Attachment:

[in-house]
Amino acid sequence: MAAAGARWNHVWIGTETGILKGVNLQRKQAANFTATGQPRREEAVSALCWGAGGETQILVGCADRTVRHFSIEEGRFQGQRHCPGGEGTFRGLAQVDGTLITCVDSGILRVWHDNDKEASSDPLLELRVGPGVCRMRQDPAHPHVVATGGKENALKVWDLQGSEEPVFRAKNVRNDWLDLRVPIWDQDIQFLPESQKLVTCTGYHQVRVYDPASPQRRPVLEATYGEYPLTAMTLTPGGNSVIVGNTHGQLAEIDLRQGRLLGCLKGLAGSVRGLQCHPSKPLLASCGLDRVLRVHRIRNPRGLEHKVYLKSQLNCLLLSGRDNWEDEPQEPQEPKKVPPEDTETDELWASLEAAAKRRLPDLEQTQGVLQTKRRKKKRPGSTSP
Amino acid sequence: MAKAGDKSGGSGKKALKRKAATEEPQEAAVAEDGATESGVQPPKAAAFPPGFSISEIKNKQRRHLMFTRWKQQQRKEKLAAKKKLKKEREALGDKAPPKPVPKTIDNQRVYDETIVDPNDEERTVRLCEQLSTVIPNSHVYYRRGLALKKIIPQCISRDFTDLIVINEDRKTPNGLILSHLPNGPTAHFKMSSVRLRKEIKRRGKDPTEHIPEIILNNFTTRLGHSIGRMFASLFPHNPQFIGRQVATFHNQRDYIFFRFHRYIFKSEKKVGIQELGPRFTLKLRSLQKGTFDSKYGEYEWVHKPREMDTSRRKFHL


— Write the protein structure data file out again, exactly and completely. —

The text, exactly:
[in-house]
Amino acid sequence: MAAAGARWNHVWIGTETGILKGVNLQRKQAANFTATGQPRREEAVSALCWGAGGETQILVGCADRTVRHFSIEEGRFQGQRHCPGGEGTFRGLAQVDGTLITCVDSGILRVWHDNDKEASSDPLLELRVGPGVCRMRQDPAHPHVVATGGKENALKVWDLQGSEEPVFRAKNVRNDWLDLRVPIWDQDIQFLPESQKLVTCTGYHQVRVYDPASPQRRPVLEATYGEYPLTAMTLTPGGNSVIVGNTHGQLAEIDLRQGRLLGCLKGLAGSVRGLQCHPSKPLLASCGLDRVLRVHRIRNPRGLEHKVYLKSQLNCLLLSGRDNWEDEPQEPQEPKKVPPEDTETDELWASLEAAAKRRLPDLEQTQGVLQTKRRKKKRPGSTSP
Amino acid sequence: MAKAGDKSGGSGKKALKRKAATEEPQEAAVAEDGATESGVQPPKAAAFPPGFSISEIKNKQRRHLMFTRWKQQQRKEKLAAKKKLKKEREALGDKAPPKPVPKTIDNQRVYDETIVDPNDEERTVRLCEQLSTVIPNSHVYYRRGLALKKIIPQCISRDFTDLIVINEDRKTPNGLILSHLPNGPTAHFKMSSVRLRKEIKRRGKDPTEHIPEIILNNFTTRLGHSIGRMFASLFPHNPQFIGRQVATFHNQRDYIFFRFHRYIFKSEKKVGIQELGPRFTLKLRSLQKGTFDSKYGEYEWVHKPREMDTSRRKFHL